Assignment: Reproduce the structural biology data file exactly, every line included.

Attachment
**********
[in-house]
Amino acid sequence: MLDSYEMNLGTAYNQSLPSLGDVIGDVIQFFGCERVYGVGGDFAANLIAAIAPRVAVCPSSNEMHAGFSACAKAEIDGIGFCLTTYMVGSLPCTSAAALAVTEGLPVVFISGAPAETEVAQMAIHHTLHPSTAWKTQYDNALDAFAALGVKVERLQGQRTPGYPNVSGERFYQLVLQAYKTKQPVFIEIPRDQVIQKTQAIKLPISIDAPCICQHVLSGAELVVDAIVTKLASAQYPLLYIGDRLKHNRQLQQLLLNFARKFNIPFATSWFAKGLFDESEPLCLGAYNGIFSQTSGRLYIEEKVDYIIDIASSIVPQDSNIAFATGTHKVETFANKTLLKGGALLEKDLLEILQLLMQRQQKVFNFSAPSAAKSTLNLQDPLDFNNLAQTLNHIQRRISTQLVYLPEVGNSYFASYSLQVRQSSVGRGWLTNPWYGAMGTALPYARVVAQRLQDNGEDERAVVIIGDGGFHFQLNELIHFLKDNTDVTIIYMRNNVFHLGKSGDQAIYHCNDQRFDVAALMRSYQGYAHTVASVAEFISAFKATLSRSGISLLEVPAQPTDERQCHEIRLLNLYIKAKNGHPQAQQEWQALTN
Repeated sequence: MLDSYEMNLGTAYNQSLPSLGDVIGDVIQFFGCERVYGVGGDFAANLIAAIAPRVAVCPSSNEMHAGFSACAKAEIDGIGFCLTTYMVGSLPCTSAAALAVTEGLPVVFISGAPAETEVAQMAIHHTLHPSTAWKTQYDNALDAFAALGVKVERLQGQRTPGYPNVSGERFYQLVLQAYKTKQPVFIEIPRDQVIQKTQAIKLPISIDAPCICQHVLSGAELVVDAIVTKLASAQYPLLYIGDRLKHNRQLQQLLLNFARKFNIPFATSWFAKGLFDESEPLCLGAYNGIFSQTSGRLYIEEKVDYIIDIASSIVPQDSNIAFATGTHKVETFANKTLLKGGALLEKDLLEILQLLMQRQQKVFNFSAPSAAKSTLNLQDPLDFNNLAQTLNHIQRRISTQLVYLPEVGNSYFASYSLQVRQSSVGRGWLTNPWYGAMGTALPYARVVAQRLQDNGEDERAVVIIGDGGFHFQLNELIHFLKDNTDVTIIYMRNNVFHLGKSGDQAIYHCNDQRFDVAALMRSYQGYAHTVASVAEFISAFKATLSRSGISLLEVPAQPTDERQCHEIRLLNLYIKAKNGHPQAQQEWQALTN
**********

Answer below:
[in-house]
Amino acid sequence: MLDSYEMNLGTAYNQSLPSLGDVIGDVIQFFGCERVYGVGGDFAANLIAAIAPRVAVCPSSNEMHAGFSACAKAEIDGIGFCLTTYMVGSLPCTSAAALAVTEGLPVVFISGAPAETEVAQMAIHHTLHPSTAWKTQYDNALDAFAALGVKVERLQGQRTPGYPNVSGERFYQLVLQAYKTKQPVFIEIPRDQVIQKTQAIKLPISIDAPCICQHVLSGAELVVDAIVTKLASAQYPLLYIGDRLKHNRQLQQLLLNFARKFNIPFATSWFAKGLFDESEPLCLGAYNGIFSQTSGRLYIEEKVDYIIDIASSIVPQDSNIAFATGTHKVETFANKTLLKGGALLEKDLLEILQLLMQRQQKVFNFSAPSAAKSTLNLQDPLDFNNLAQTLNHIQRRISTQLVYLPEVGNSYFASYSLQVRQSSVGRGWLTNPWYGAMGTALPYARVVAQRLQDNGEDERAVVIIGDGGFHFQLNELIHFLKDNTDVTIIYMRNNVFHLGKSGDQAIYHCNDQRFDVAALMRSYQGYAHTVASVAEFISAFKATLSRSGISLLEVPAQPTDERQCHEIRLLNLYIKAKNGHPQAQQEWQALTN
Repeated sequence: MLDSYEMNLGTAYNQSLPSLGDVIGDVIQFFGCERVYGVGGDFAANLIAAIAPRVAVCPSSNEMHAGFSACAKAEIDGIGFCLTTYMVGSLPCTSAAALAVTEGLPVVFISGAPAETEVAQMAIHHTLHPSTAWKTQYDNALDAFAALGVKVERLQGQRTPGYPNVSGERFYQLVLQAYKTKQPVFIEIPRDQVIQKTQAIKLPISIDAPCICQHVLSGAELVVDAIVTKLASAQYPLLYIGDRLKHNRQLQQLLLNFARKFNIPFATSWFAKGLFDESEPLCLGAYNGIFSQTSGRLYIEEKVDYIIDIASSIVPQDSNIAFATGTHKVETFANKTLLKGGALLEKDLLEILQLLMQRQQKVFNFSAPSAAKSTLNLQDPLDFNNLAQTLNHIQRRISTQLVYLPEVGNSYFASYSLQVRQSSVGRGWLTNPWYGAMGTALPYARVVAQRLQDNGEDERAVVIIGDGGFHFQLNELIHFLKDNTDVTIIYMRNNVFHLGKSGDQAIYHCNDQRFDVAALMRSYQGYAHTVASVAEFISAFKATLSRSGISLLEVPAQPTDERQCHEIRLLNLYIKAKNGHPQAQQEWQALTN